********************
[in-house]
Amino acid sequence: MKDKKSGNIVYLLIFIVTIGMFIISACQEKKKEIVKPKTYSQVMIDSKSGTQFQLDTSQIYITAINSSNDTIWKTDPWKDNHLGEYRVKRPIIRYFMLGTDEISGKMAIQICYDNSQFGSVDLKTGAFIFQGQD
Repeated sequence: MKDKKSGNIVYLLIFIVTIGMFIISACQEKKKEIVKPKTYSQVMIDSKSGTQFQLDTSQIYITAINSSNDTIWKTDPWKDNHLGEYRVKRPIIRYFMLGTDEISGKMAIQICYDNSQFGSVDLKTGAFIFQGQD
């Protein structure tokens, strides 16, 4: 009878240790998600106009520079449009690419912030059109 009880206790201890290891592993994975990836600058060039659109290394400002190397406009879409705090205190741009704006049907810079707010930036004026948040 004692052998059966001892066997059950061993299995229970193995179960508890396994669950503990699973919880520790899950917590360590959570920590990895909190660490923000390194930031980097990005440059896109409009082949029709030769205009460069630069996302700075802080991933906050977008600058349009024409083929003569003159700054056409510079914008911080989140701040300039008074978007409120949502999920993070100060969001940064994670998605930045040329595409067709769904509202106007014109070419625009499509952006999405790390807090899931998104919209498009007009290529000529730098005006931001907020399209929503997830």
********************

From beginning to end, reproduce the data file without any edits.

[in-house]
Amino acid sequence: MKDKKSGNIVYLLIFIVTIGMFIISACQEKKKEIVKPKTYSQVMIDSKSGTQFQLDTSQIYITAINSSNDTIWKTDPWKDNHLGEYRVKRPIIRYFMLGTDEISGKMAIQICYDNSQFGSVDLKTGAFIFQGQD
Repeated sequence: MKDKKSGNIVYLLIFIVTIGMFIISACQEKKKEIVKPKTYSQVMIDSKSGTQFQLDTSQIYITAINSSNDTIWKTDPWKDNHLGEYRVKRPIIRYFMLGTDEISGKMAIQICYDNSQFGSVDLKTGAFIFQGQD
């Protein structure tokens, strides 16, 4: 009878240790998600106009520079449009690419912030059109 009880206790201890290891592993994975990836600058060039659109290394400002190397406009879409705090205190741009704006049907810079707010930036004026948040 004692052998059966001892066997059950061993299995229970193995179960508890396994669950503990699973919880520790899950917590360590959570920590990895909190660490923000390194930031980097990005440059896109409009082949029709030769205009460069630069996302700075802080991933906050977008600058349009024409083929003569003159700054056409510079914008911080989140701040300039008074978007409120949502999920993070100060969001940064994670998605930045040329595409067709769904509202106007014109070419625009499509952006999405790390807090899931998104919209498009007009290529000529730098005006931001907020399209929503997830």